India has finally succeeded!
The bad streak of the non-Chinese world was finally broken on August 23 by India’s Chandrayaan 3, or in translation “moon vehicle”. Chandrayaan was India’s third Moon mission!
Mission 1 successfully reached the Moon, entered its orbit and separated the probe for a controlled descent to the surface. In 2019, Chandrayaan 2 unsuccessfully tried to land on the surface, but the Indians did not give up, but after only four years they returned again and succeeded.
India is now the fourth power to successfully land a spacecraft on our natural satellite. On the same day, the rover went down the tracks carried by the lander to the surface and began its research.
The rover with six wheels, weighing 26 kg, has the task of measuring the composition of the surface, examining the presence of water ice in the crust as well as the evolution of the atmosphere. The Indians are new to driving a rover on a celestial body, and this success will be essential for their further progress. The rover has a temperature probe that can penetrate up to 10 cm deep into the lunar surface.
Already in the first days of the rover’s operation, a surprising observation happened: instead of the expected 20-30 degrees, the surface was much warmer, around 70 degrees Celsius. The surface of the Moon normally has extreme temperature fluctuations, it goes up to +120 C during the day and -130 C at night.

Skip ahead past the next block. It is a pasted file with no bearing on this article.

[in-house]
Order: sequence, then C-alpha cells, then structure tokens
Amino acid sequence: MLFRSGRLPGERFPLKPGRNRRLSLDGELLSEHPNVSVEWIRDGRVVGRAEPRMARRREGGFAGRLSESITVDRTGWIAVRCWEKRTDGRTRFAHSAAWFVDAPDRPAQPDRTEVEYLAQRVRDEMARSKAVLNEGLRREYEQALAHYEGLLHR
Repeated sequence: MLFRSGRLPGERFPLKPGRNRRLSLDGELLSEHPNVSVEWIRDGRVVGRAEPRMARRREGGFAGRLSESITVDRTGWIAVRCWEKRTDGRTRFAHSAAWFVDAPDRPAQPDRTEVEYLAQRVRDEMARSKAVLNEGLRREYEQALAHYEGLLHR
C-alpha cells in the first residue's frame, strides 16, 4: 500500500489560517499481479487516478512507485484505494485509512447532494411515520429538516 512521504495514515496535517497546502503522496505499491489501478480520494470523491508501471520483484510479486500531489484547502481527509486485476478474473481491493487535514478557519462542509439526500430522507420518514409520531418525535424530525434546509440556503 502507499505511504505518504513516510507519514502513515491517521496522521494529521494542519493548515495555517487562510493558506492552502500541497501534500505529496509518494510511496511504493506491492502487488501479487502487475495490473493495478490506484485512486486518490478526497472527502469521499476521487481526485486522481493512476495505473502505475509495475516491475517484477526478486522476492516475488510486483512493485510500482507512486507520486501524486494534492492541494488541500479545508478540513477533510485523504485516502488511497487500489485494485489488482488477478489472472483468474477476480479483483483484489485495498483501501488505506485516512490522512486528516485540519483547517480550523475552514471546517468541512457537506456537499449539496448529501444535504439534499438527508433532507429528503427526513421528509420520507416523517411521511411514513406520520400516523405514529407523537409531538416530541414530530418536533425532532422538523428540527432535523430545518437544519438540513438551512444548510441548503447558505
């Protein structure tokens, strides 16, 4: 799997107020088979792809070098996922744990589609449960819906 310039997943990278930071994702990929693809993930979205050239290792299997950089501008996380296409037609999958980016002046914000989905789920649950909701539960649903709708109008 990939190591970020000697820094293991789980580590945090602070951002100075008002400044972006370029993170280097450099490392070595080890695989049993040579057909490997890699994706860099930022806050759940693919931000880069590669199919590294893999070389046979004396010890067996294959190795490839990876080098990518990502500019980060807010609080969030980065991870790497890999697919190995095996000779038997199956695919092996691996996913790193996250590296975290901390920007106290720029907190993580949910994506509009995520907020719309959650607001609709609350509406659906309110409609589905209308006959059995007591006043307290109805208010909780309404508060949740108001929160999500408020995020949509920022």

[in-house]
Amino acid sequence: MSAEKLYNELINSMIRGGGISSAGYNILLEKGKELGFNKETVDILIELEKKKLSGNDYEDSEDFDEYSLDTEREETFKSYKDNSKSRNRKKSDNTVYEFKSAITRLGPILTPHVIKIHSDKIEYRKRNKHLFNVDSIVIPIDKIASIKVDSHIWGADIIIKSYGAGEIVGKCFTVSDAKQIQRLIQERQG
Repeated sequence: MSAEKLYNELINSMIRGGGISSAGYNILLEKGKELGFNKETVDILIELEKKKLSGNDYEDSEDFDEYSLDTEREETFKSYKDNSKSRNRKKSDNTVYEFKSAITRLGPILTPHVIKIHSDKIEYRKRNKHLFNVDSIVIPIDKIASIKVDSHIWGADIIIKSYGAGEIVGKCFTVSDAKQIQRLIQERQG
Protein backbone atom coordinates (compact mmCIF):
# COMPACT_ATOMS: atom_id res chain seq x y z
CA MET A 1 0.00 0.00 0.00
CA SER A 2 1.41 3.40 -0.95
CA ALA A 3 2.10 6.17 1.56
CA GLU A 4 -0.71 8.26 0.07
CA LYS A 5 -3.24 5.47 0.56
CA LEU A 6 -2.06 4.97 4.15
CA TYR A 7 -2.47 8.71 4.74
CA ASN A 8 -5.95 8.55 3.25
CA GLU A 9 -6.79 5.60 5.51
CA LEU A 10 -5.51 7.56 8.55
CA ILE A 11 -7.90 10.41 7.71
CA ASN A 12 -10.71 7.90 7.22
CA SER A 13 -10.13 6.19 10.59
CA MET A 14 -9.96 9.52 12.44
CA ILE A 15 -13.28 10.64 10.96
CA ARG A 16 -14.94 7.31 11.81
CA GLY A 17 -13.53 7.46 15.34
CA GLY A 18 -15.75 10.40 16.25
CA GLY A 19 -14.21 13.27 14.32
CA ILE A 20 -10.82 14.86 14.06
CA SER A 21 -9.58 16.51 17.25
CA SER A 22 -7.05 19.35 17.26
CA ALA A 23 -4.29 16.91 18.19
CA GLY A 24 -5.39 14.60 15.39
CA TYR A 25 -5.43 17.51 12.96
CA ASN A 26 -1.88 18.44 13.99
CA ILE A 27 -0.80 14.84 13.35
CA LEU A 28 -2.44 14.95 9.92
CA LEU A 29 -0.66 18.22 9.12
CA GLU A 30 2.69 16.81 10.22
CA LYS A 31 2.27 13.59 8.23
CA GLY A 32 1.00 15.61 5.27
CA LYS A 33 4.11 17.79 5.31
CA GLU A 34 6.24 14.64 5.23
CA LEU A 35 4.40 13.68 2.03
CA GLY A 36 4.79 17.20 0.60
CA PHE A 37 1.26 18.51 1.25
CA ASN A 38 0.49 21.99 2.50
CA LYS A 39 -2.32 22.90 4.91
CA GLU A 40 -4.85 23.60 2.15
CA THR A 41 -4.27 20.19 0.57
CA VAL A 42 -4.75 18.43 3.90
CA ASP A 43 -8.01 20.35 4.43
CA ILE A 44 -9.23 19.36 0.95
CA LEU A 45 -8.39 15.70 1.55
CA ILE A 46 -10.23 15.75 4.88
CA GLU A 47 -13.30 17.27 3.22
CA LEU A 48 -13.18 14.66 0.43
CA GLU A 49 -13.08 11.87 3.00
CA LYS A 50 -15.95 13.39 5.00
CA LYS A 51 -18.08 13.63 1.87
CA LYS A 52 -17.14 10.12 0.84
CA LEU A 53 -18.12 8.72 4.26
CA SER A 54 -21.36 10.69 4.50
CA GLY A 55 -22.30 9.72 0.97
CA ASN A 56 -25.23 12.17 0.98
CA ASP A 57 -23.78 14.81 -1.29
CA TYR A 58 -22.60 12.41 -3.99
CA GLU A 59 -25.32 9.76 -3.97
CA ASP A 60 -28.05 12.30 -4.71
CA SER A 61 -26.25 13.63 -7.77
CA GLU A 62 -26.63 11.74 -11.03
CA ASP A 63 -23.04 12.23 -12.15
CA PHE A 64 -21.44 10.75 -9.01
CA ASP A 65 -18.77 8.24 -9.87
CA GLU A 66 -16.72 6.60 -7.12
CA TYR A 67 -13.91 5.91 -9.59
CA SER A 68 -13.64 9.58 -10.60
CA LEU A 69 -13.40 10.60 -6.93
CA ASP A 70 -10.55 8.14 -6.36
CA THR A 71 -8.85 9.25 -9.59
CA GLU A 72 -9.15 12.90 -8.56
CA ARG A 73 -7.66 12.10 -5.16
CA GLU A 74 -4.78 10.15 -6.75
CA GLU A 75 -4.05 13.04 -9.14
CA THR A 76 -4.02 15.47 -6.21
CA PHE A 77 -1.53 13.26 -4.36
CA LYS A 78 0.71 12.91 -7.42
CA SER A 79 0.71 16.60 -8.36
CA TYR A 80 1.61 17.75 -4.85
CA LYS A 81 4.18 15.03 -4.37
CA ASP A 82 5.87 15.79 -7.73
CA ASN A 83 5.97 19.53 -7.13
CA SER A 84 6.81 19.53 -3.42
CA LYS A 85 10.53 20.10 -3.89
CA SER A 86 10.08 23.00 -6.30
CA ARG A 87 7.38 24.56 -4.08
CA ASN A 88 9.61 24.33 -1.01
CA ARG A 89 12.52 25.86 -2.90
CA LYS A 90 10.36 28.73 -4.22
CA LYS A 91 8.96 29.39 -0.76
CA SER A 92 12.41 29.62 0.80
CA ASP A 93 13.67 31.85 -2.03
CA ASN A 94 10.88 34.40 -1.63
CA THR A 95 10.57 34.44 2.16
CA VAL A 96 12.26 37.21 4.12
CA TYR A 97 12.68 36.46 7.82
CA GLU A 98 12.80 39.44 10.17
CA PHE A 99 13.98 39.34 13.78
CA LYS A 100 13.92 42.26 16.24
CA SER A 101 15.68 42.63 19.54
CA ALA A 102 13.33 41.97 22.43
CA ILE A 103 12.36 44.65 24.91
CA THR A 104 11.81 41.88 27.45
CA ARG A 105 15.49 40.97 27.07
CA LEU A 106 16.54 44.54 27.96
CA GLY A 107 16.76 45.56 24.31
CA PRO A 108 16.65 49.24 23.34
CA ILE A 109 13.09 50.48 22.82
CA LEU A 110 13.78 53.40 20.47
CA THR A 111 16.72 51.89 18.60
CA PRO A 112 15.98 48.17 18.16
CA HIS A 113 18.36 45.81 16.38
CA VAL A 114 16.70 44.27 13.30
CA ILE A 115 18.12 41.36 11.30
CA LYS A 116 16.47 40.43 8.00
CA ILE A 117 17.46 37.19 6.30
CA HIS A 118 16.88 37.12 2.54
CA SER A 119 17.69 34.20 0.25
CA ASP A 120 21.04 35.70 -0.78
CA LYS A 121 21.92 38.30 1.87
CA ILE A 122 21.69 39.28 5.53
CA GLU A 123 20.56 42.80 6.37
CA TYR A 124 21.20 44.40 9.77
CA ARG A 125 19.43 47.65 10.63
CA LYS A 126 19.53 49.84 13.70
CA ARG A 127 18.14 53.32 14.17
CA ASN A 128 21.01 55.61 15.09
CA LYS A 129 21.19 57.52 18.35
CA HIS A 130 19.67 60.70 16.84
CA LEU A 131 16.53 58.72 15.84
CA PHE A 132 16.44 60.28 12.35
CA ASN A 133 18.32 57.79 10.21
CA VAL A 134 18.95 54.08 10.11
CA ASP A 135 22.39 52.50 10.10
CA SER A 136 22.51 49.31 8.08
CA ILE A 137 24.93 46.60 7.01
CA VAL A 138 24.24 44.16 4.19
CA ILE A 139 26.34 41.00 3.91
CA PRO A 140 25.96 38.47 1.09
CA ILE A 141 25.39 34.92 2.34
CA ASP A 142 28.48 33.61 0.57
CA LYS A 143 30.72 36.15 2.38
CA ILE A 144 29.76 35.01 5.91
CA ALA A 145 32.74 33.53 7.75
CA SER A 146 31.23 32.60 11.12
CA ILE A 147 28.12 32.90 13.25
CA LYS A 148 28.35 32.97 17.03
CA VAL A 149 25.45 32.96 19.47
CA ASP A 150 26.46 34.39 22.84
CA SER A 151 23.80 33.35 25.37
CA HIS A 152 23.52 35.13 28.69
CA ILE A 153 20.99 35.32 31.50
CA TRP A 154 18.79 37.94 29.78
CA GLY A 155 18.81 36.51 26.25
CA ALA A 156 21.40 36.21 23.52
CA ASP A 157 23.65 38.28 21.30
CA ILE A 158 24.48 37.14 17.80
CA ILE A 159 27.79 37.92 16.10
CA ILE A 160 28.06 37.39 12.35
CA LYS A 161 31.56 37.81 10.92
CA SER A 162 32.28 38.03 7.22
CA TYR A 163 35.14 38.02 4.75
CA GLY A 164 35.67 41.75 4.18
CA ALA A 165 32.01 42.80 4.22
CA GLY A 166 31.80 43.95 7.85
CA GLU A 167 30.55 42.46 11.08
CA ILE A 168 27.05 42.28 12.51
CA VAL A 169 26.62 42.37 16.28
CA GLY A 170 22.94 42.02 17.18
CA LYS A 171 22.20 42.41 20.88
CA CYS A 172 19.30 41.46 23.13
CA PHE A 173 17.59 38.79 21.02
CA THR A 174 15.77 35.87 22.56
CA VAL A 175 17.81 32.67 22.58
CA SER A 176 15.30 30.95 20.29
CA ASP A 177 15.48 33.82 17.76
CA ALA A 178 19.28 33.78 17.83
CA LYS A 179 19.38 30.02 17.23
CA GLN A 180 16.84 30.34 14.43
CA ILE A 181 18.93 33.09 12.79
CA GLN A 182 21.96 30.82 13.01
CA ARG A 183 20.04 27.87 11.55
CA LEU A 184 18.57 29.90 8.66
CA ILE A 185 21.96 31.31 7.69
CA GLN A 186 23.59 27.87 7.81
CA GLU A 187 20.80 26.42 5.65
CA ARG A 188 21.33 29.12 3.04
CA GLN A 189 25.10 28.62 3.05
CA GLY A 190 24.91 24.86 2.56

Did you know?
India’s missions are also the cheapest space exploration projects. In particular, Chandrayaan 3 cost some 74 million dollars.
Even more impressive in terms of budget was their mission to Mars, the Mangalian spacecraft, which successfully entered the orbit of Mars in 2014 and cost even a little less than Chandrayaan.
By comparison, the Hollywood film “Gravity” had a budget of $100 million, “Interstellar” about $165 million, and “The Martian” about $108 million. It is cheaper to go to Mars or land on the Moon performed by Indian engineers than to make a movie about it produced by Hollywood…
Much lower labor costs, extremely long working days of engineers and scientists (18 to 20 hours a day), domestic technology, simpler design and less complicated technical solutions make the difference compared to NASA’s projects.
Three more missions until the end of this year
But fear not because that’s not the end of the trip to the Moon for this year.
The Japanese space agency JAXA was scheduled to launch its lander SLIM, but the launch was delayed due to worsening weather conditions.
At the end of the year, two American missions are expected: one is the result of the collaboration between NASA and the private company Intuitive Machines, and the other is also from NASA and the company Astrobotic Technology.
It is possible that at least one of them will be extended for next year, but that does not change the fact that interest in the Moon is at the highest since the 70s of the last century!